Right now I'd go dual PIII/450 with 256MB RAM. If possible go U2W SCSI
for disks and CDROM and get a fast 10K RPM disk. That way you can take
the disk subsystem with you to later systems. U2W 10K rpm drives are
roughly 70-100% faster than the fastest IDE disks (and 2x more costly).
You can always overclock the cpu's to 500Mhz or get 600Mhz chips when
prices drop in the future if you need a speed bump. That is still a VERY
powerful machine compared to the majority of RISC workstations.
The new 820 chipset is supposed to support RAMBUS memory meaning it will
be expensive compared to PC100 SDRAM with only a slight performance
boost. PC133 SDRAM is the same, but at least has a lower latency than
RAMBUS. The new coppermine CPU's will start at 600-665Mhz and offer 256K
on-chip full speed L2 (very nice). You really will see the benefits over
the current PC100 500-600Mhz PIII's when they hit 800-900Mhz. At that
point the pure clock speed boost is the gain, not the 5% boost from
PC133 RAMBUS. They will also be pretty expensive.
You can get today's dual CPU GX/BX boards and run them at 133Mhz FSB's
with little problem. Getting two PIII's that clock that high is a
problem (only the 450's really stand a chance of runnning an a 133Mhz
bus). Still a dual cpu board and two cheap PIII/450's is a pretty nice
setup for linux. Once the new coppermine PIII's arrive prices will drop
of PIII/600's making them very cost effective: slightly lower clock
speed and memory speed but very comparable performance to Coppermine
665Mhz chips running on a 133Mhz FSB.
FWIW, I'm starting to see diminishing returns for faster CPU's. Each new
chip has a smaller speed bump over the last (as a percentage of clock).
The 486DX2/66 was 100% faster than the DX33. The PIII/600 is only 10%
faster than the PIII/550 based on the clock, but still carries the same
price premium as the DX66 had over the DX33. For my basic personal use
the 450-500Mhz range seems to handle everything with good performance.
The next generation of 2d/3D graphics cards with geometry setup onboard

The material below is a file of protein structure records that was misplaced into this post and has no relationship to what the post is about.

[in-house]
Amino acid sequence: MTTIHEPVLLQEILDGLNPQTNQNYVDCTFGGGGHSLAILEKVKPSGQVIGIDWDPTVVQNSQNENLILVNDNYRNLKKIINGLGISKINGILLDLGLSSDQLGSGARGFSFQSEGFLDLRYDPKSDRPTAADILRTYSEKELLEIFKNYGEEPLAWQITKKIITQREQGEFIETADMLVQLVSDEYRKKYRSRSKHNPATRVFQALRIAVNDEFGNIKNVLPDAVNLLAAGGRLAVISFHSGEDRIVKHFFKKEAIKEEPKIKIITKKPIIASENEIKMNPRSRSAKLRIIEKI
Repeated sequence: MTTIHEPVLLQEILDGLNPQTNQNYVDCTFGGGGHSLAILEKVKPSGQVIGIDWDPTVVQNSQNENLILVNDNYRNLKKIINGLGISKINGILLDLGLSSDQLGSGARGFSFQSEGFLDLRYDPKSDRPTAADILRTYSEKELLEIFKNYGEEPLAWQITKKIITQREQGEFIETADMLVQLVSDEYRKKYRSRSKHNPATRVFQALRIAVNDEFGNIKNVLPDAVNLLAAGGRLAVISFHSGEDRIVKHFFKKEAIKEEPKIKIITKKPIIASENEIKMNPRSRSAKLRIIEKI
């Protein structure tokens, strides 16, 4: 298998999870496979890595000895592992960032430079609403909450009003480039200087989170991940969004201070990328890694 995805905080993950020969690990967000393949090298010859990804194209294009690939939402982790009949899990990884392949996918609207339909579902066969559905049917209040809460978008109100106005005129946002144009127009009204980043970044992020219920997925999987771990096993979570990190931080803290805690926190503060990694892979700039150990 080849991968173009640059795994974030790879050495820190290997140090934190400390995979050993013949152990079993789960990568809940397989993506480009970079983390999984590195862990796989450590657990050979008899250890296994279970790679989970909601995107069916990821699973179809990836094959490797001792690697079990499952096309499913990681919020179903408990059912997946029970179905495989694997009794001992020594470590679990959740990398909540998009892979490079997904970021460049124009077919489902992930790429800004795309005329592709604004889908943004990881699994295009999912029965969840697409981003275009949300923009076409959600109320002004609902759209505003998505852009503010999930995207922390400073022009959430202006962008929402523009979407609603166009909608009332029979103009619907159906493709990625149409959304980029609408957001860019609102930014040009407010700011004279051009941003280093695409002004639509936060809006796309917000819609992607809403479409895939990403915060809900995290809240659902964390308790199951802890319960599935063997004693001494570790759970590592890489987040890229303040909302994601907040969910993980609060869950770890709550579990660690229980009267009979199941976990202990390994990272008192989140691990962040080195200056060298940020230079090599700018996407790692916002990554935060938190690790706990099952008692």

will mean that a slow PII/PIII will run 3D games almost as fast as the
latest and greatest 800Mhz monster. 2D graphics performance is maxed out
Right now a PII/450 or celeron 466 will seem just as fast in everyday
Win98 use as a PIII/600 based on the fact that each system has the same
disk drives and graphics card. Running games the 600 will have an edge,
but in most cases each is still over 30fps in most games. When MS Word
repaginates a document in 1.1 vs. 1 second does one really see the
If you are going complex computations on you box then by all means go
for the fastest you can get, but for 90% of today's users a 600 over a
450 makes little or no difference.
> >Check out http://developer.intel.com/design/chipsets/linecard.htm
> >This will answers all your questions. For your future purchase you may
> >want to hold off until the new 820 chipset comes that support 133MHZ
> >FSB. Since the BX or GX chipsets won't support many more future
> Perhaps I might. However, I can't afford much. I am looking at a dual
> system with 128 or 256 Meg memory, 10G SCSI HD, perhaps a CD writer(
> probable ), a network interface so the wife can connect her Win95/98
> machine to mine, plus the other minimums( sound card, etc ).
> I'm developing a client/server game and the machine will
> double as a developement system for the server and a linux client, and
> the server proper. The game will probaly require lots of horse power,
> since it will need to calculate orbital positions of planets and moons
> in double precision FP. My P200 can calc > 500,000 positions a second,
> so I figure a dual P450-P500 should be fine.
> Thanks for the link. I'll spend tonight looking at it.
> Oh, OMT, will the 820 chipset be backward compatible with PII/III?